GNU Octave is a project started by James Rawlings and John Ekerdt, but its main developer is John Eaton, with the name inspired by the chemist Octave Levenspiel.
Octave is able to solve many different problems using its native functionalities and can be extended using its programming language, the code being executed line-by-line every time you run an Octave program. Octave also features some handy plotting capabilities that we cover later in this tutorial, although it’s worth bearing in mind that Octave’s main purpose is for performing mathematical and numerical computations – it is not a replacement for general-purpose programming languages such as C, Objective-C or C++
I want something fast, efficient, that never (ever) crashes doesn't require me to use any desktop environments, works across ssh well offers basic functionalities like search operations ideally inline (bash?) scripting and of course can handle humongous amounts of files on any file system well (WITHOUT delay or crashes) out of the box but highly customizable infinite simultaneous folder-on-folder operations drag-and-drop relationships basically what nautilus should now look like if gnome had not decided to badly immitate Apple and Windows at the same time....
Anything of the sort available?
Gentoo: crashes, somewhat cludgy and not actively maintained, allows only 2 folders at a time, only one operation at a time => shit Nautilus: crashes, not customizable, super slow on large amounts of files generally painful => shit The KDE thing .. don't ask
Please, something.submitted by hotnerds77
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First off, Happy SysAdmin Day. We think we have a pretty good SysAdmin surprise in store for you today as we are announcing the CoreOS stable release channel. Starting today, you can begin running CoreOS in production. This version is the most tested, secure and reliable version available for users wanting to run CoreOS. This is a huge milestone for us. Since our first alpha release in August 2013:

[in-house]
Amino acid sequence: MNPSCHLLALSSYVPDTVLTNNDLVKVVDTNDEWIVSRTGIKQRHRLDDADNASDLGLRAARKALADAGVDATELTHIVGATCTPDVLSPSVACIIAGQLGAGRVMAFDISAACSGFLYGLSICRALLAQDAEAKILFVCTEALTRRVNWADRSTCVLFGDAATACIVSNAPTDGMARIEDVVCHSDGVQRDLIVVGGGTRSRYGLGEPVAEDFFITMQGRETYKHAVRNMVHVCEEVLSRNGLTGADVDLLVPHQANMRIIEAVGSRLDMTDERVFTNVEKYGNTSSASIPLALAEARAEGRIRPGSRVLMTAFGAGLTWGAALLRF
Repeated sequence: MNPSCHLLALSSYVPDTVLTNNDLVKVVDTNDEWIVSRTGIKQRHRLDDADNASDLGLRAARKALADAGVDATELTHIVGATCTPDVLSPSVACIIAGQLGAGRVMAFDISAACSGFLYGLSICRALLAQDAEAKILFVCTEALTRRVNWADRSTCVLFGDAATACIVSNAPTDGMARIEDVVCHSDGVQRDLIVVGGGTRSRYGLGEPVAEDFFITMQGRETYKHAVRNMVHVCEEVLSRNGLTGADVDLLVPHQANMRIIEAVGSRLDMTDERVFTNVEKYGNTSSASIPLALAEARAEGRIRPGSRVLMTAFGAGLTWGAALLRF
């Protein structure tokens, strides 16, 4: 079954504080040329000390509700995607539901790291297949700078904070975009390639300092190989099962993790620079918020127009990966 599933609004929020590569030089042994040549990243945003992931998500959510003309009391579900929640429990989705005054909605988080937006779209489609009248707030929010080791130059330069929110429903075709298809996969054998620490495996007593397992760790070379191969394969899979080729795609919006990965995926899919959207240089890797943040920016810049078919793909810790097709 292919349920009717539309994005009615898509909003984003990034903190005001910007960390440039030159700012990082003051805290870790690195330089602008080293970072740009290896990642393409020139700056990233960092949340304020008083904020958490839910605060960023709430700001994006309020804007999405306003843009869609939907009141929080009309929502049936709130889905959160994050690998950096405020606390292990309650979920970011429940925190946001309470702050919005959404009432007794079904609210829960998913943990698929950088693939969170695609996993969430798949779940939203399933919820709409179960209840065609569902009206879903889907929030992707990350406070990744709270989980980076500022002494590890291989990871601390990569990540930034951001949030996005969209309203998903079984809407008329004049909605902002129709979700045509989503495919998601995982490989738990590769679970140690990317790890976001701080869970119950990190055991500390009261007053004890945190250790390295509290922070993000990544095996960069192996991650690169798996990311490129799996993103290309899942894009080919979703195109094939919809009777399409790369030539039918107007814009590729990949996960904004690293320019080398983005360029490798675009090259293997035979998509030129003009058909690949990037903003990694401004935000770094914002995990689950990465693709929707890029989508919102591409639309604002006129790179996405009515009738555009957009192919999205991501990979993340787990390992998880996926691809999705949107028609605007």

191 releases have been tagged
Tested on hundreds of thousands of servers on the alpha and beta channels
Supported on 10+ platforms, ranging from bare metal to being primary images on Rackspace and Google.
As the second part of our Linux graphics testing this week after a Radeon R600/RadeonSI performance update with the Linux 3.16 kernel and Mesa 10.3-devel are some comparative numbers that include Intel's Haswell HD Graphics and various NVIDIA GeForce graphics cards on the Nouveau driver.
What we have for this article are the benchmarks of an assortment of AMD Radeon and NVIDIA GeForce GPUs (and the integrated HD Graphics of the Core i7 Devil's Canyon processor used for testing all the hardware) with the latest open-source graphics drivers using Linux 3.16 and Mesa 10.3-devel. Ubuntu 14.04 LTS was running on the system with using the Ubuntu Mainline Kernel PPA for the latest kernel and the Oibaf PPA for the updated graphics drivers.
Happy SysAdmin Day 2014! Over the past three weeks we've been profiling the Linux Foundation's heroic team of system administrators in honor of the amazing work they do behind the scenes to keep this organization and our collaborative projects humming. Here are some of their best quotes, which highlight just how talented, passionate and also fun-loving Linux SysAdmins really are.
Today is also the last day to nominate your system administrators for recognition here on Linux.com, as well as the chance to win free tickets to LinuxCon and CloudOpen North America taking place in Chicago August 20-22, 2014. Just email the Linux.com editors at firstname.lastname@example.org about why your SysAdmin should be recognized. Submissions are due by the end of the day today, July 25.
What makes Android so popular? Why has the mobile market swung toward Android lately? Let's take a quick look at how Android has achieved this, as well as the role of open source in the Android story.